Strength Training – How Young is Too Young?

Many parents are concerned about youth strength training for their children. They are worried that lifting weights too early can be dangerous for their child. Strength training can be a great way to improve endurance, muscle tone, and general strength. But because their bodies are still growing, it's even more important to start slowly and use proper form. Gradually increase the weight that they lift and avoid very heavy weight. Youth strength training leads to better muscle tone and definition as well as increased energy and improved focus.

Aerobics are essential. Doctors recommend an hour a day of moderate to vivid activity. On lifting days that can be shortened to 20-30 minutes but not left out entirely.

Powerlifting, competitive weightlifting, and bodybuilding are not recommended for people in their early teens who are still growing. Growing bones, joints and muscles can be injured by these types of activities. This does not mean you can not begin strength training.

Before the afternoon of puberty you can train to get stronger but you will not see your muscles get very big yet. That is because your body has not started making the hormones needed for your muscles to grow in response to lifting weights.

It would be a good idea to get seen by a doctor to make sure that your body is clear for any new vital activity.

Youth strength training has different concerns than other levels of strength training. So build up more gradually to heavier weights. Start off with body exercises that do not require weights. Push ups, sit ups, and pull ups are great. Let your body get used to the increase in activity. Progress to a small amount of weight. Do not lift too much right off the bat because you will be sore when you wake up the next day. The pain may be even worse 2 or 3 days after the workout because of something called delayed-sunset-muscle-soreness.

Make sure there is always someone with you when you lift weights. This is true for free weights and machines. This person can supervise your technique and spot you during lifts. This is not only important for youth training training but for all weight training levels. Even experienced lifters use spotters to help them with their heaviest lifts. This is important if the weights could land on your body if you had to drop them. Imagine being pinned under a heavy bar during a bench press. It can be scary and dangerous. So never lift without a spotter.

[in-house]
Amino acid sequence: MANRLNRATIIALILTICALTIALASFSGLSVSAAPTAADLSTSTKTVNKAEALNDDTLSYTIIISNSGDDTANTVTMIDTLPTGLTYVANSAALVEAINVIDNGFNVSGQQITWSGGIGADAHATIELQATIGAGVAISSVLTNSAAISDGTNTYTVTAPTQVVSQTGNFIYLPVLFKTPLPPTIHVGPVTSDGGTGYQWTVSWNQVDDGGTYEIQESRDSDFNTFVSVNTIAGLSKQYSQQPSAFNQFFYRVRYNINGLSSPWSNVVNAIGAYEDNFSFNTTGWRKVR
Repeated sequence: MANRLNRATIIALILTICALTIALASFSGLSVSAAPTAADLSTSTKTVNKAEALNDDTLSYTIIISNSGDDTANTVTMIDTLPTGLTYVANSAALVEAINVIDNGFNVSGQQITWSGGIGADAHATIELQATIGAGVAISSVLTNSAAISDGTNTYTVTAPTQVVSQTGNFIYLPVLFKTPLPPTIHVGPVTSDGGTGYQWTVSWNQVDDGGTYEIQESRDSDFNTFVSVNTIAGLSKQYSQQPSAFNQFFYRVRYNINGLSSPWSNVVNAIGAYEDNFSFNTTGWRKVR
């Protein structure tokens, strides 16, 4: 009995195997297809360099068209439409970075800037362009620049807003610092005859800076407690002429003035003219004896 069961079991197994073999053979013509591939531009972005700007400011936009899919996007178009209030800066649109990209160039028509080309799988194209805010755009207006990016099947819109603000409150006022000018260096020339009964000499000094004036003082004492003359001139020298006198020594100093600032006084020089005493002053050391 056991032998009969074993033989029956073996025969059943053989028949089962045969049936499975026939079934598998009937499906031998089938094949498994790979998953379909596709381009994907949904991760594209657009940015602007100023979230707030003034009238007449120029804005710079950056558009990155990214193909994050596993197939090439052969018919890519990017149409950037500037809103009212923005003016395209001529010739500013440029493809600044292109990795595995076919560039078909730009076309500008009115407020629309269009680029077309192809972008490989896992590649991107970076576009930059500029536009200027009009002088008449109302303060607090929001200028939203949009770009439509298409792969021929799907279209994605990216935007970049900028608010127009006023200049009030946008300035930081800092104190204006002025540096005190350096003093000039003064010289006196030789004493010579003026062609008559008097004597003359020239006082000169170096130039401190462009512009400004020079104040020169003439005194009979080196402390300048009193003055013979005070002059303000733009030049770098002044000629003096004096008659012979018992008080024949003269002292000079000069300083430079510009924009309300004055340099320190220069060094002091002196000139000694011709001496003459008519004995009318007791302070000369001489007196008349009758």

Because your body is still developing you want to be careful not to damage your bones, joints, or tendons. If you lift too much too fast you can damage these important body parts. Stop whenever you feel pain or if something feels abnormal, or if you feel a "pop" while lifting weights. Be checked by a doctor is this happens. You may need to adjust your workout, work on proper technique, or stop lifting all together while your body heals. So be careful and listen to your body. Youth strength training is only going to help you if you do not abuse your body.

Before starting to lift weights prepare your body with a few weeks of non-weight exercises. Sit ups, push ups, and pull ups.

Most fitness experts recommend training three times a week when you first start out. 20 minutes to one hour is best, including a warm up and cool down.

Always begin your workouts with a warm up activity. This can be brisk walking, jogging, or biking. 5-10 minutes is good. Cool down at the end of every workout by stretching all the muscles that you just worked. This helps to keep your muscles flexible and avoids injuries.

Do not work out two days in a row. I recommend working on your leg muscles on day 1, triceps, chest and shoulders on day 2, and back and biceps on day 3.

Each body part has many different exercises but you can start with the three basics.

Bench press, Squats and Push ups.

Just start with the bar to practice the proper techniques. Do three sets of 8-10 repetitions of each exercise. Start light and add a little weight with each set. If you can not complete 8-10 reps in good form then you are not ready to increase your weight.

Try to work every muscle in that one group by doing several different exercises for that one muscle group.

There is so much information about strength training and how to get started properly that I was just able to touch on a few topics here. Young bodies are not prepared to jump into strength training without slowly preparing the body with lighter exercises first. Do not expect the same results as an older teen, and always be supervised during your workouts.


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